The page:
One of the most common conflicts in co-parenting disputes are the parents not being accepting of their coparents’ partners.

Those conflicts are mostly derived from jealousy and feelings of inadequacy. Feeling this way can create a lack of confidence or not being satisfied with where you are in life right now. Jealousy can be an evil emotion and usually reactive with anger, aggression, and hostility. You can distinguish each feeling by how you act or react in your interactions with your estranged ex and family.

Let’s look at Cambridge Dictionary definitions of jealous:

jealous adjective (WANTING QUALITIES)

unhappy and slightly angry because you wish you had someone else’s qualities, advantages, or success

Ex: He can’t believe that his ex replaced her with a younger and attractive guy that does not look responsible at all. They must be together for financial benefit or ex is just trying to make him jealous.

jealous adjective (FEARFUL ABOUT LOVE)

fearing that someone you love loves someone else or is loved by someone else

Ex: She did not want her son to love his step-mother more than he loves her. She will never love him as she does.

jealous adjective (CAREFUL TO PROTECT)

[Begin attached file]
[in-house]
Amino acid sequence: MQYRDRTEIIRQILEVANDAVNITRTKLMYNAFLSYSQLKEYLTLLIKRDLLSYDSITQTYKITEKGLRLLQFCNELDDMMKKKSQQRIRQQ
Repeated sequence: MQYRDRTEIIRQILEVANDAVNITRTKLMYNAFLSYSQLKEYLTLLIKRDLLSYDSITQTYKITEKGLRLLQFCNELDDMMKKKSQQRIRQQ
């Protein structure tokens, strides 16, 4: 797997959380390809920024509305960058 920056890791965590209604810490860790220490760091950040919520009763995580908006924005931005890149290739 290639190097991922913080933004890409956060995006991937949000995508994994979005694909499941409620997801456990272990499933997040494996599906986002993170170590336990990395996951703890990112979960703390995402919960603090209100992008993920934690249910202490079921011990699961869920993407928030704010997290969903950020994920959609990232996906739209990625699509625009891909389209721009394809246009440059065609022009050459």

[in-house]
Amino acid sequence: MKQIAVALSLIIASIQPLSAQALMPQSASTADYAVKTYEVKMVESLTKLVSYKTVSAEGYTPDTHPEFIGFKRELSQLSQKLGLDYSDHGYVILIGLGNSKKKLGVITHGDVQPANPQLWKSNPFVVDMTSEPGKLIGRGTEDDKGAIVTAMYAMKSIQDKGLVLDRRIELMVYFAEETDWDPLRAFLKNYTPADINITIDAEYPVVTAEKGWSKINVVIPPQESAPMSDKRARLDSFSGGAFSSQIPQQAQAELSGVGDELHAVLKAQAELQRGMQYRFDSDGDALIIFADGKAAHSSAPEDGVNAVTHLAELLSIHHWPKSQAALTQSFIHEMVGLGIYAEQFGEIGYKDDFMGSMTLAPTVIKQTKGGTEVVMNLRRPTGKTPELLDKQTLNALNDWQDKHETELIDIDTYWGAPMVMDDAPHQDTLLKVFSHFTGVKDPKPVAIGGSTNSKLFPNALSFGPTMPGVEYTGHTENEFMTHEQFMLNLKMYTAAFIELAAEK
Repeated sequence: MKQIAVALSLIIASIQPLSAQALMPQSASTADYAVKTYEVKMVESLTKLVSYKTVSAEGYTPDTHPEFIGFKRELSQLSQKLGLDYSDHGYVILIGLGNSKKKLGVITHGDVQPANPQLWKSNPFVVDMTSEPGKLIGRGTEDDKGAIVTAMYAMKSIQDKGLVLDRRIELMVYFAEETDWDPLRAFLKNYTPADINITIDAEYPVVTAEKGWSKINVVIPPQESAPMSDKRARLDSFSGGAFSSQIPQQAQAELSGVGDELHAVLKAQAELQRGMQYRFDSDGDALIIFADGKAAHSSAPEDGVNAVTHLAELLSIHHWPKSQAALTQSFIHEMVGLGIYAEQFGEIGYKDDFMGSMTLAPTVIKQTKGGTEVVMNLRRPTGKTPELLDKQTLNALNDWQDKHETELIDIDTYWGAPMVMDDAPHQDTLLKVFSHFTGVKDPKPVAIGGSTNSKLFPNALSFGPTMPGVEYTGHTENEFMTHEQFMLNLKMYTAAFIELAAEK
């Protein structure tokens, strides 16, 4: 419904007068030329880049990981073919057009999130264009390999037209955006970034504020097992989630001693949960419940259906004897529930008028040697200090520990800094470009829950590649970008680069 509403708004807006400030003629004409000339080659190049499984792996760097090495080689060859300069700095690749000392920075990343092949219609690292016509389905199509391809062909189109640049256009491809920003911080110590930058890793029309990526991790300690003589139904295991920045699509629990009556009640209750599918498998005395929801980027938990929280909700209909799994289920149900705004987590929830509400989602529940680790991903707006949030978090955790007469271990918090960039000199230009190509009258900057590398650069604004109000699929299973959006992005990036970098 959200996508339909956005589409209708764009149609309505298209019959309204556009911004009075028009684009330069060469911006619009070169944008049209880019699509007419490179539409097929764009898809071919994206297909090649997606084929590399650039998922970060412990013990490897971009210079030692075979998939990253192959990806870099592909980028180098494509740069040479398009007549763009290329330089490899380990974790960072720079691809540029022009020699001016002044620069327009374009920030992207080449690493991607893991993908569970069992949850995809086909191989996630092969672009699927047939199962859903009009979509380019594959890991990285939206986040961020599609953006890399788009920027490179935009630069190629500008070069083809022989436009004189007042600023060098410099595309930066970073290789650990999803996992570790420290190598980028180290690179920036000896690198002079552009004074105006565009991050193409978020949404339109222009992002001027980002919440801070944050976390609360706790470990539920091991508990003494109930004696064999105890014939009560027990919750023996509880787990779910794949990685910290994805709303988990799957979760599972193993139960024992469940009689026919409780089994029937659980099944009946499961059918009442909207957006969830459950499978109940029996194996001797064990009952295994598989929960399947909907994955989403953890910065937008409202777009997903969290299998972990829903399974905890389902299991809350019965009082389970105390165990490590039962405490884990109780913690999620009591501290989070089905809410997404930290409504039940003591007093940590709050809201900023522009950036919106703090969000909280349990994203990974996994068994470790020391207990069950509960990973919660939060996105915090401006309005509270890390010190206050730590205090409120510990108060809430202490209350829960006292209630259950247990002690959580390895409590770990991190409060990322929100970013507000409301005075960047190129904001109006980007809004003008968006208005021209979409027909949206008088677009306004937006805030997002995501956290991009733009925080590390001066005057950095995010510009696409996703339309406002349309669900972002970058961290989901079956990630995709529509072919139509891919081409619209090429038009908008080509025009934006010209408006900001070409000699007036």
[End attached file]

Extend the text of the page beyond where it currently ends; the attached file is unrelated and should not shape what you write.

very careful to protect someone or something

Ex: He feels jealous every time the other man is there to pick up their son. He doesn’t want him alone with him. He is not his dad.  

jealous adjective (UNHAPPY)

upset and angry because someone that you love seems interested in another person:

Ex: She was jealous of her ex-husband’s new wife. It’s not fair that they look so happy taking her son and she had to be alone for the weekend.

Suffering can be profoundly personal and it tends to project indefinitely with one of the effects being jealousy. Just like the body has a physiological immune system response, the brain has a similar response. When something goes wrong, an instinctive trigger releases a defense mechanism. An individual can overreact and cling to limiting beliefs and fears of disappointment, loss, and grief. Although those beliefs are negative, they are familiar. It’s often intensified if the ex appears to be doing better after the end of the relationship.